Take on the Isle of Man with 3 vintage-style train adventures


The Manx Electric Railway at the station in Douglas

There is often a sense of adventure when travelling by train. To follow the tracks to a new unknown destination …unless it’s your local commute to work of course. And when it comes to a train trip, the journey often seems to shine as bright as the destination. So is the case on the Isle of Man, where three different vintage-style trains lets you discover large parts of the island – while serving up some of its most stunning natural scenery. On top of this, the actual trains themselves are attractions too, and must-see’s for true enthusiasts.

Isle of Man Steam Railway

This is a unique chance to travel by steam on the Isle of Man, almost 25 kilometers (15,5 miles) between the capital of Douglas and southern seaside town of Port Erin. An attractive one hour journey as the train chug-chug-chugs through small towns and rural landscapes – occasionally blowing its whistle. I would definitely recommend to get off and explore the charm of Castletown, before reaching the station in Port Erin – and if you’re a true train-geek, you shouldn’t miss a visit to the little railway museum here, before heading back.

These tracks were opened in 1874 and were originally a part of a much larger railway-network on the island, but it’s really nice to see this piece kept alive by the government.

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The beautiful steam train stopping at Castletown

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Steaming through stunning scenery between Douglas and Port Erin

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The steam railway at the station in Port Erin

Manx Electric Railway

Normally you find trams being part of the transport-network in bigger cities, but the Manx Electric Railway is a tram that travels great distances between Douglas and the town of Ramsey, in the northern part of the island. A journey of more than 27 kilometers (17 miles) that takes you through suburbs, past towns and along the eastern coastline of the Isle of Man, offering some spectacular views along the way. Whether you have opted for the open carriage or the enclosed one with beautiful woodwork. Don’t forget to “jump off” in Laxey on your way back, to visit the world’s largest working waterweel, ‘Lady Isabella’, and to catch the Snaefell Mountain Railway.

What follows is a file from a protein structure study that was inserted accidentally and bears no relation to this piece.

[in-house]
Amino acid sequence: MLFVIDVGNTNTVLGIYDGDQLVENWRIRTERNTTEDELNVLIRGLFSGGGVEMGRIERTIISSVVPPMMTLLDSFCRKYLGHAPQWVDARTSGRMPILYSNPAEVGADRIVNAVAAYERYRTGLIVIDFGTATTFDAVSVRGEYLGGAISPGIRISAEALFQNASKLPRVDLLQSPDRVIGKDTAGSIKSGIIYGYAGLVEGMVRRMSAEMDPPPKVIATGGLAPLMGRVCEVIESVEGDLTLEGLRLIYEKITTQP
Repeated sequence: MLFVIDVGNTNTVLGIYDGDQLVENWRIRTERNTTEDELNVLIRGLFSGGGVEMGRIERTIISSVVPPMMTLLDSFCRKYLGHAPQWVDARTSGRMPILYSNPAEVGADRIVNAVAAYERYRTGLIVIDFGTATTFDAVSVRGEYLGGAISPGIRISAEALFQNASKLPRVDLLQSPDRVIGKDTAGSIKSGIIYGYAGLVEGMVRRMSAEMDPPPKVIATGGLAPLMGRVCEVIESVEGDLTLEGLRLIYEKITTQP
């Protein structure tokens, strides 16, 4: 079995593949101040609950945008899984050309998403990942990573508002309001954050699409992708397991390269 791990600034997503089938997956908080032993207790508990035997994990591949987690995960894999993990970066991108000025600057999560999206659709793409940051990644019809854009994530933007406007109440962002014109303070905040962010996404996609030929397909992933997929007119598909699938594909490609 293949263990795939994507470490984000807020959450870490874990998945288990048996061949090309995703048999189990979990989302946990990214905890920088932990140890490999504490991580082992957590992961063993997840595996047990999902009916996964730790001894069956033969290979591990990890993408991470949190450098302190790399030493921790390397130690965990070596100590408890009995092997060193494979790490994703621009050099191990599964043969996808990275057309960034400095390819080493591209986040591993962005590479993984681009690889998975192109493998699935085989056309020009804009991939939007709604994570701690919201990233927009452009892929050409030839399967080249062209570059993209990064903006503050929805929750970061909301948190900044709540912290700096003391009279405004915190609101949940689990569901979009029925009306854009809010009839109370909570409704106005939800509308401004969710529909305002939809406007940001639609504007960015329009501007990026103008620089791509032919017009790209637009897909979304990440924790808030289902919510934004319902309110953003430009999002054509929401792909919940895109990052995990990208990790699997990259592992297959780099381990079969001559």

The Manx Electric Railway opened in 1893 and if you’re interested in its history you should visit the small Manx Electric Railway Museum, which is found near the Douglas-station.

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The Manx Electric Railway at the station in Laxey

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Train tracks between Laxey and Ramsey

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A look inside the closed carriage of the Manx Electric Railway

Snaefell Mountain Railway

Set out from Laxey to “climb” Isle of Man’s only mountain – Snaefell. A peak of 621 meters (2037 feet) from where you’ll get the island’s best views across land and sea, while being surrounded by grazing sheep. In fact a local saying goes that you’ll be able to spot seven kingdoms from up here; The Isle of Man, Ireland, Wales, Scotland, England – the ocean and heaven. The 8 kilometer (5 miles) journey up the mountain is worth it alone, as the beautiful vintage tram circles the mountainside through scenery similar to North Wales or Scotland, and the views from the top are spectacular on a clear day.

This journey opened for operation in 1895 and includes one station (Bungalow Station) between the top and the bottom, from where you can get off an walk to the top if preferred. The original vintage tramcars are absolutely beautiful.

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The Snaefell Mountain Railway at the station in Laxey

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On the way to the top of Snaefell

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The Snaefell Mountain Railway at the summit station


SEE ALSO: 7 reasons why you should visit Isle of Man


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By Brian Schæfer Dreyer